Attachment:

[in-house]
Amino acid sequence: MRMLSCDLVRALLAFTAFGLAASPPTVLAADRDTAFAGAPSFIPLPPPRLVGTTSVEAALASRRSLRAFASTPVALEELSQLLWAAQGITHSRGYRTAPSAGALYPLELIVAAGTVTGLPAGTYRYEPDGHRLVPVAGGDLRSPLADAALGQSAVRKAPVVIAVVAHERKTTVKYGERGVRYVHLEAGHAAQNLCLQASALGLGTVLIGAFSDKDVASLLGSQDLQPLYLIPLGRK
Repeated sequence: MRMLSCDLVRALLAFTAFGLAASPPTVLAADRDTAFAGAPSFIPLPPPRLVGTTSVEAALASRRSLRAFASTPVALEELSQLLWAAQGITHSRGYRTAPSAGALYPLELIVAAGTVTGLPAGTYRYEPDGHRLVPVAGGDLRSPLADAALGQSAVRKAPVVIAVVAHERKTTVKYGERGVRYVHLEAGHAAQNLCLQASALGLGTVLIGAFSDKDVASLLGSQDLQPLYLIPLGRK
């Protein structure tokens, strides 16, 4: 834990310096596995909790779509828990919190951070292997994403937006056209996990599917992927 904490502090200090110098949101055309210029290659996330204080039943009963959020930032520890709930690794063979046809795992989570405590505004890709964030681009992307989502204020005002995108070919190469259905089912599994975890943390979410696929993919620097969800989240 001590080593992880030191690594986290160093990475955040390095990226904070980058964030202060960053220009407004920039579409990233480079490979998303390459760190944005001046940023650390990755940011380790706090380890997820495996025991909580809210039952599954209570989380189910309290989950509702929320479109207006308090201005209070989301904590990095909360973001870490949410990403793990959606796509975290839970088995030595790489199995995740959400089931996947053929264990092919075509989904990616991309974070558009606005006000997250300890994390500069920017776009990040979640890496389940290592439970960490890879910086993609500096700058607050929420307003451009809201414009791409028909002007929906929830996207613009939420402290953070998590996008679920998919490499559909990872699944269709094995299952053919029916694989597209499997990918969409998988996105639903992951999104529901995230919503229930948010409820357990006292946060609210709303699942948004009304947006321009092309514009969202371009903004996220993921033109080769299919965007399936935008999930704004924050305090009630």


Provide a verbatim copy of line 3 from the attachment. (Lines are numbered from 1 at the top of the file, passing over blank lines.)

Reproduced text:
Repeated sequence: MRMLSCDLVRALLAFTAFGLAASPPTVLAADRDTAFAGAPSFIPLPPPRLVGTTSVEAALASRRSLRAFASTPVALEELSQLLWAAQGITHSRGYRTAPSAGALYPLELIVAAGTVTGLPAGTYRYEPDGHRLVPVAGGDLRSPLADAALGQSAVRKAPVVIAVVAHERKTTVKYGERGVRYVHLEAGHAAQNLCLQASALGLGTVLIGAFSDKDVASLLGSQDLQPLYLIPLGRK